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Latitude: 52.926 / 52°55'33"N
Longitude: -4.2051 / 4°12'18"W
OS Eastings: 251862
OS Northings: 338784
OS Grid: SH518387
Mapcode National: GBR 5L.MQZB
Mapcode Global: WH55K.CQS7
Entry Name: Ystumllyn
Listing Date: 12 December 1994
Last Amended: 12 December 1994
Source ID: 15355
Building Class: Domestic
Location: Set back from the road 2km approx, to the E of the town, and 0.5km approx. Down a track.
Community: Criccieth (Cricieth)
Traditional County: Caernarfonshire
The house is said to have been built at the end of the C16 by Ellis ap Cadwaladr (b.1557), who had acquired the property from the Crown. The house was later extended with the addition of a wing to the NW. Until remodelling work in the late 1940s, a date inscription of 1729 was visible in a blocked window to the rear of the original range, and a dated stone found in the garden (of 1720) is though to provide the likely date for the additions to the house. The roof of the main range was raised at some time, possibly in the early C19, and the fenestration was probably renewed at about the same period. Various minor alterations (including the insertion of a number of additional windows, and some modifications to the internal arrangement of rooms) were carried out c1946 by J.Egbert Griffiths of Porthmadog.
The original building is aligned NE-SW, and is a 2-storeyed, large 2-unit house, with central service room, extended to the NW with a wing housing the stairhall and a further principal room. Rough slate rubble construction, and modern slate roof, with plain overhanging eaves. Rear wall and right hand gable stacks. Main range faces SE, with low and narrow central entrance in roughly semi-circular cyclopaean archway. This aligns with a further entrance in the rear wall (the present entrance). 2 storeys, 4 irregularly spaced 16-pane sash windows to first floor, roughly aligned with lower windows (one on each floor a C20 insertion). Narrow 12-pane sash window alongside doorway, and paired 16-pane sash windows to its right (formerly a tripartite sash window). Stack on rear wall of main range, with 16-pane sash windows on each floor alongside it. Similar windows in gable end. Wing also has 2x16-pane sash windows on each floor in its SW elevation, with doorway to right of centre and single sash windows to right of entrance on each floor, lighting the staircase. Projecting side wall stack to NE elevation of wing, with cellar entrance alongside it, and doorway up steps towards the centre, with panelled door in moulded architrave, inserted c1946; 16-pane sash window above.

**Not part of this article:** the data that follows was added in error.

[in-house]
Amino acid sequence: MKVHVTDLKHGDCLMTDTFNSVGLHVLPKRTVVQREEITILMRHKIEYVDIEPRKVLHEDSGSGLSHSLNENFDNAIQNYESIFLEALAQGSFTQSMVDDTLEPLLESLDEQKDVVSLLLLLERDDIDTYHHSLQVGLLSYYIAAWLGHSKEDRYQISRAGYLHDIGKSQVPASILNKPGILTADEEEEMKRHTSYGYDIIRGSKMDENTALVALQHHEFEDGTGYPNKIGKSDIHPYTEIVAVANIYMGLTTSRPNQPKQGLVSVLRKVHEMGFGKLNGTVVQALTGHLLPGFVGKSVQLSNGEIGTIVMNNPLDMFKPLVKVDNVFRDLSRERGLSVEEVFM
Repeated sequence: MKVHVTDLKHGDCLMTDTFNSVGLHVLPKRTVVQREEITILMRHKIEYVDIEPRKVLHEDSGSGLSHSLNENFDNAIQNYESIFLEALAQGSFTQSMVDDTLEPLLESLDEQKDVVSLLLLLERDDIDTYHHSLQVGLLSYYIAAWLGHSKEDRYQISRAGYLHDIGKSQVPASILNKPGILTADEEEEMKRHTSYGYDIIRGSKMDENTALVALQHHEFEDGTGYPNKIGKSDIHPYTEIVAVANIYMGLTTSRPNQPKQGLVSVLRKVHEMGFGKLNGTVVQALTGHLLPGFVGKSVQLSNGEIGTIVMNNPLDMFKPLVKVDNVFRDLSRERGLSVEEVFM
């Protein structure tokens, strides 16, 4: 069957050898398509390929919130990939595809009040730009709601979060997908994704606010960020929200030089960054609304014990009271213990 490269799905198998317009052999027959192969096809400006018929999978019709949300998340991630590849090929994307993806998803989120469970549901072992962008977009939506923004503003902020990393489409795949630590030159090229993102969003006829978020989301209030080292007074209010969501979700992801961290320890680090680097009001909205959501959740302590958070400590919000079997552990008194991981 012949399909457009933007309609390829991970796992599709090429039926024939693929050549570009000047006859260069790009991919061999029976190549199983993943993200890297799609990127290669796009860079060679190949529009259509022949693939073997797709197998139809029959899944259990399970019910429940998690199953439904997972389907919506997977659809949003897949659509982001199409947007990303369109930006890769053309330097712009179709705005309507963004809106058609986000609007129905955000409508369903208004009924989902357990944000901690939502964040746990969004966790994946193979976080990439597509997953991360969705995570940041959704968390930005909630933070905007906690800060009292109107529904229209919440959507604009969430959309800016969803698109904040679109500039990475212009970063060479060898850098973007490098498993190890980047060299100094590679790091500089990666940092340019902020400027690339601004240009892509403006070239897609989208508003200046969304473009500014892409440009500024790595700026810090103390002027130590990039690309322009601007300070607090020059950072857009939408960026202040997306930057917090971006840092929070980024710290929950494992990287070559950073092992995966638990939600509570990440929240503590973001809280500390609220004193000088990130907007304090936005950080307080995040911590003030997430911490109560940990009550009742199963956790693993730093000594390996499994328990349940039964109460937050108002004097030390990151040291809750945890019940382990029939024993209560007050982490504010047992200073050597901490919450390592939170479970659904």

Lower extensions to NE of main range, terminating in a higher gabled cross range (probably formerly a stable and loft), with central door and flanking windows in NE elevation, and external staircase to loft doorway in NW gable. The courtyard is enclosed on the NW side by a wash house: single storeyed, with door and single 6-pane sash window to SE elevation, and tall stack on gable end.
The earliest part of the house comprises a 2 room plan with central service room or wide internal through passage between the main rooms. Run-out stops to chamfered beams in NE room (the present kitchen); heavy beams panel the ceiling of the SW room - the beams and joists all have run-out chamfer stops. Rear wall fireplace incorporates coats of arms in the panelled surround (Collwyn ap Tangno and Owain Gwynedd) - the lower panels (German Renaissance reliefs), and the Delft tiled surround, were inserted c1946. Staircase in rear wing probably dates from the extension and remodelling of the house in 1729 but has almost certainly been realigned since - turned balusters, moulded strings and rail, square newel posts and fielded panelled dado. Massive roof truss in SW section of main range of queen strut and collar type - the present roofline not aligned with it. The 3 trusses of the wing appear to be a later type - Queen Post and collar - and the 2 trusses in the NE part of the main range are similar.
Ystumllyn incorporates an important example of a C16 house, probably one of the first generation of storeyed houses in the region. The C18 extension and alterations also represent high quality vernacular work of the period, and the character of the house remians defined by these 2 principal phases of construction, with only minor subsequent change.
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